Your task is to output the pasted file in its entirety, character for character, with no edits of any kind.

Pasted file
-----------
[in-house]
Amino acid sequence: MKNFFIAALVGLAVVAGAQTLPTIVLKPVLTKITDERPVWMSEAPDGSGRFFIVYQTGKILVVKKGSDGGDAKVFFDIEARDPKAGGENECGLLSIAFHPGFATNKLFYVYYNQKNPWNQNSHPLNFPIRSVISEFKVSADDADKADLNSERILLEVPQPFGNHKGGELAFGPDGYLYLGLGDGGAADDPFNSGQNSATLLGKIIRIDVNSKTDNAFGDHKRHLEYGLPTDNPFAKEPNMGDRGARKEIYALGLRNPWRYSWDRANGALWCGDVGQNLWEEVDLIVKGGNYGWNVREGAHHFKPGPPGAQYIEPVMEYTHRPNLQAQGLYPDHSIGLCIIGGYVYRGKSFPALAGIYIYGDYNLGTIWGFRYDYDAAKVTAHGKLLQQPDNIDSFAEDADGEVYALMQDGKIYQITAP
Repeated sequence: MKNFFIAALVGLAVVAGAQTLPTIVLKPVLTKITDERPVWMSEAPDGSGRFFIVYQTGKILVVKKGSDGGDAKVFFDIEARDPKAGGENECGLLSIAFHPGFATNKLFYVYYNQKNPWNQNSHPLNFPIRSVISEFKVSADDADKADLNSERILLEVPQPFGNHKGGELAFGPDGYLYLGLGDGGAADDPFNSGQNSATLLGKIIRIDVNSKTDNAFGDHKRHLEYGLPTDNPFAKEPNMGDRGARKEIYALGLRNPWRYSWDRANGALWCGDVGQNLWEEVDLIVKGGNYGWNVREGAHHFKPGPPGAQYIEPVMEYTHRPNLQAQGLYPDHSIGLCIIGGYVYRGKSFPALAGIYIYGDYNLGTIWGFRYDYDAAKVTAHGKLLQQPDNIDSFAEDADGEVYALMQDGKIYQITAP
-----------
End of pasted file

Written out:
[in-house]
Amino acid sequence: MKNFFIAALVGLAVVAGAQTLPTIVLKPVLTKITDERPVWMSEAPDGSGRFFIVYQTGKILVVKKGSDGGDAKVFFDIEARDPKAGGENECGLLSIAFHPGFATNKLFYVYYNQKNPWNQNSHPLNFPIRSVISEFKVSADDADKADLNSERILLEVPQPFGNHKGGELAFGPDGYLYLGLGDGGAADDPFNSGQNSATLLGKIIRIDVNSKTDNAFGDHKRHLEYGLPTDNPFAKEPNMGDRGARKEIYALGLRNPWRYSWDRANGALWCGDVGQNLWEEVDLIVKGGNYGWNVREGAHHFKPGPPGAQYIEPVMEYTHRPNLQAQGLYPDHSIGLCIIGGYVYRGKSFPALAGIYIYGDYNLGTIWGFRYDYDAAKVTAHGKLLQQPDNIDSFAEDADGEVYALMQDGKIYQITAP
Repeated sequence: MKNFFIAALVGLAVVAGAQTLPTIVLKPVLTKITDERPVWMSEAPDGSGRFFIVYQTGKILVVKKGSDGGDAKVFFDIEARDPKAGGENECGLLSIAFHPGFATNKLFYVYYNQKNPWNQNSHPLNFPIRSVISEFKVSADDADKADLNSERILLEVPQPFGNHKGGELAFGPDGYLYLGLGDGGAADDPFNSGQNSATLLGKIIRIDVNSKTDNAFGDHKRHLEYGLPTDNPFAKEPNMGDRGARKEIYALGLRNPWRYSWDRANGALWCGDVGQNLWEEVDLIVKGGNYGWNVREGAHHFKPGPPGAQYIEPVMEYTHRPNLQAQGLYPDHSIGLCIIGGYVYRGKSFPALAGIYIYGDYNLGTIWGFRYDYDAAKVTAHGKLLQQPDNIDSFAEDADGEVYALMQDGKIYQITAP